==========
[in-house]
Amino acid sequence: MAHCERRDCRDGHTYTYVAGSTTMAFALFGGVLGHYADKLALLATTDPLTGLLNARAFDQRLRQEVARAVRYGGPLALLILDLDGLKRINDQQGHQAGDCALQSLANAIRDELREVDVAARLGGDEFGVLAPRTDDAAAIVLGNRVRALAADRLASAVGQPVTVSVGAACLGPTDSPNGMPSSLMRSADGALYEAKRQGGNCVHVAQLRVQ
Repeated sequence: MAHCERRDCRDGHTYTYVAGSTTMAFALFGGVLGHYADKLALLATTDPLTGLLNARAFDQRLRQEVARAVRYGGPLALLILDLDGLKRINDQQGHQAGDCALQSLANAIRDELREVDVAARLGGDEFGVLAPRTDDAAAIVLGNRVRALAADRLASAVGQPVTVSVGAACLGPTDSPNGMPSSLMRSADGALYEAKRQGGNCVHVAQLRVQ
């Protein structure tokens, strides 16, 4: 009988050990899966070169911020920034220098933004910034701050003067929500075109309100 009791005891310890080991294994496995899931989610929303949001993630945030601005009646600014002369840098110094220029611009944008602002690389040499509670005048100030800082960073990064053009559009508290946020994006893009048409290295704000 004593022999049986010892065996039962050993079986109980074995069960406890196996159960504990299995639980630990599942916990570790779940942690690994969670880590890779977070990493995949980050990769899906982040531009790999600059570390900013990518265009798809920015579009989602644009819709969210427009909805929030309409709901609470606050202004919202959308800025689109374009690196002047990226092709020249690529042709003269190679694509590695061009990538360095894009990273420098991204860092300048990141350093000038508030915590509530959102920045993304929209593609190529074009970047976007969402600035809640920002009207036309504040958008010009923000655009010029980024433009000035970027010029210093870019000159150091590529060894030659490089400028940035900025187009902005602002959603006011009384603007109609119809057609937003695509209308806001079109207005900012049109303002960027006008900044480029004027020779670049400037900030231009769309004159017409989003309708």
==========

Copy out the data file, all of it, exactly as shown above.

[in-house]
Amino acid sequence: MAHCERRDCRDGHTYTYVAGSTTMAFALFGGVLGHYADKLALLATTDPLTGLLNARAFDQRLRQEVARAVRYGGPLALLILDLDGLKRINDQQGHQAGDCALQSLANAIRDELREVDVAARLGGDEFGVLAPRTDDAAAIVLGNRVRALAADRLASAVGQPVTVSVGAACLGPTDSPNGMPSSLMRSADGALYEAKRQGGNCVHVAQLRVQ
Repeated sequence: MAHCERRDCRDGHTYTYVAGSTTMAFALFGGVLGHYADKLALLATTDPLTGLLNARAFDQRLRQEVARAVRYGGPLALLILDLDGLKRINDQQGHQAGDCALQSLANAIRDELREVDVAARLGGDEFGVLAPRTDDAAAIVLGNRVRALAADRLASAVGQPVTVSVGAACLGPTDSPNGMPSSLMRSADGALYEAKRQGGNCVHVAQLRVQ
């Protein structure tokens, strides 16, 4: 009988050990899966070169911020920034220098933004910034701050003067929500075109309100 009791005891310890080991294994496995899931989610929303949001993630945030601005009646600014002369840098110094220029611009944008602002690389040499509670005048100030800082960073990064053009559009508290946020994006893009048409290295704000 004593022999049986010892065996039962050993079986109980074995069960406890196996159960504990299995639980630990599942916990570790779940942690690994969670880590890779977070990493995949980050990769899906982040531009790999600059570390900013990518265009798809920015579009989602644009819709969210427009909805929030309409709901609470606050202004919202959308800025689109374009690196002047990226092709020249690529042709003269190679694509590695061009990538360095894009990273420098991204860092300048990141350093000038508030915590509530959102920045993304929209593609190529074009970047976007969402600035809640920002009207036309504040958008010009923000655009010029980024433009000035970027010029210093870019000159150091590529060894030659490089400028940035900025187009902005602002959603006011009384603007109609119809057609937003695509209308806001079109207005900012049109303002960027006008900044480029004027020779670049400037900030231009769309004159017409989003309708």